Immunocytochemistry. Cultures were fixed with 4% paraformaldehyde in 0.1 m PBS, pH 7.4. After fixation the cultures were treated with a solution of 3% aqueous H2O2 for 3 min and then briefly rinsed with PBS. Cultures next were incubated with PBS containing 5% bovine serum albumin (BSA) and 0.3% Triton X-100 at room temperature for 1 hr, followed by additional incubation at 4°C in PBS/5% BSA containing the rabbit polyclonal IgG against P-CREB (1:2000; Upstate Biotechnology, Lake Placid, NY). Cultures then were rinsed in buffer and incubated in biotinylated goat anti-rabbit IgG. After a buffer rinse the cultures were incubated in the presence of avidin-biotin complex (Vector Laboratories, Burlingame, CA) for 90 min. They were rinsed in 0.1 m Tris-HCl, pH 7.6, and treated with diaminobenzidine tetrahydrochloride (0.05% in Tris-HCl) and 0.01% hydrogen peroxide for 5-10 min. Reactions were stopped by rinsing the cultures with PBS.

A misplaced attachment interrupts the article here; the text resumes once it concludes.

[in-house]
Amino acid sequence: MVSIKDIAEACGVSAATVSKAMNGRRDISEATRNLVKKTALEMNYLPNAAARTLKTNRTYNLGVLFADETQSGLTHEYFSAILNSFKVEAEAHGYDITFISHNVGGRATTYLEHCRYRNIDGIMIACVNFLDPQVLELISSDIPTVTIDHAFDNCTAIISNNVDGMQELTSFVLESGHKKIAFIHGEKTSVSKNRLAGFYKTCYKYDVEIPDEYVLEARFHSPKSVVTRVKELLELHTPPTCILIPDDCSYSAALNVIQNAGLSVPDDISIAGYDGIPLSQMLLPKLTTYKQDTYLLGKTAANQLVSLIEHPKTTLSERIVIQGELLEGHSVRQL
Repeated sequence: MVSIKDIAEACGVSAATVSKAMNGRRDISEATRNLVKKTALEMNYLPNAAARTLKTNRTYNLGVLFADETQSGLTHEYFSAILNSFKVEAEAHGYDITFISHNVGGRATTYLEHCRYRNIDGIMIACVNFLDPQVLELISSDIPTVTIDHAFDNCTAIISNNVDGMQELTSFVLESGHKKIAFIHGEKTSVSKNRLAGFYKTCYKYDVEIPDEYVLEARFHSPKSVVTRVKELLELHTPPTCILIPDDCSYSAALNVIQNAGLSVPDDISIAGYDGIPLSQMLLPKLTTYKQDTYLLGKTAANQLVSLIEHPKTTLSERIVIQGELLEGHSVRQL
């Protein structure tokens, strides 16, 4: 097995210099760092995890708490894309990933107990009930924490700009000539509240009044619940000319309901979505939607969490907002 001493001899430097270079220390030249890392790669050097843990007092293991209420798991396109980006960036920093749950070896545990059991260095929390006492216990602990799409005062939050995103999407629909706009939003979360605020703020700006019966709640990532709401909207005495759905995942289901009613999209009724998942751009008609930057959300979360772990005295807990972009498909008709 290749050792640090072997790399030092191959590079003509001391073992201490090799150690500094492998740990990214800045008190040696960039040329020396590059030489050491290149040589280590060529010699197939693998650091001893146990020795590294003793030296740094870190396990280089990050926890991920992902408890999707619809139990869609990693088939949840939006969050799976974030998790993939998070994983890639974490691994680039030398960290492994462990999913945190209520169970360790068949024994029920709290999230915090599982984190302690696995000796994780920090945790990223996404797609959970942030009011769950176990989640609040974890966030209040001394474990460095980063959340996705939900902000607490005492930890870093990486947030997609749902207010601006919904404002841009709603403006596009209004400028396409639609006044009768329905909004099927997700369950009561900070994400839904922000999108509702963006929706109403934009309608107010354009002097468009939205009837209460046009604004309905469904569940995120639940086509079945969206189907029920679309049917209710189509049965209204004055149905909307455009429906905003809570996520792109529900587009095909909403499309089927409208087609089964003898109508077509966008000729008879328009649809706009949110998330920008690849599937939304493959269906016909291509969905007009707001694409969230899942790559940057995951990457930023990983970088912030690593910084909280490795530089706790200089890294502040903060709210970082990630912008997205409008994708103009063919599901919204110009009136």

Cortical neuron transfection and luciferase assay. Cortical neurons were transfected with the plasmid pCRE-Luc containing the cAMP response element (CRE) sequence (TGACGTCA) and pSRE-Luc containing the serum response element (SRE) sequence (CCATATTAGG) (Stratagene, La Jolla, CA) at 3 DIV with a procedure described by Myers et al. (1998). Briefly, cultures in six-well 35 mm dishes were transfected in the presence of Lipofectamine 2000 (Invitrogen) according to the manufacturer's instructions. Each well was transfected with 1 μg of reporter plasmid and 0.1 μg of pRL-CMV (Promega, Madison, WI), a CMV-luciferase control plasmid to normalize CRE and SRE activity. At 40 hr after transfection the cultures received 50 ng/ml BDNF for 9 hr; then the plates were washed twice with cold PBS, and the cells were lysed with 200 μl of lysis buffer (Promega). Cell extract (20 μl) was used for a dual-luciferase reporter assay (Promega) according to the manufacturer's instructions.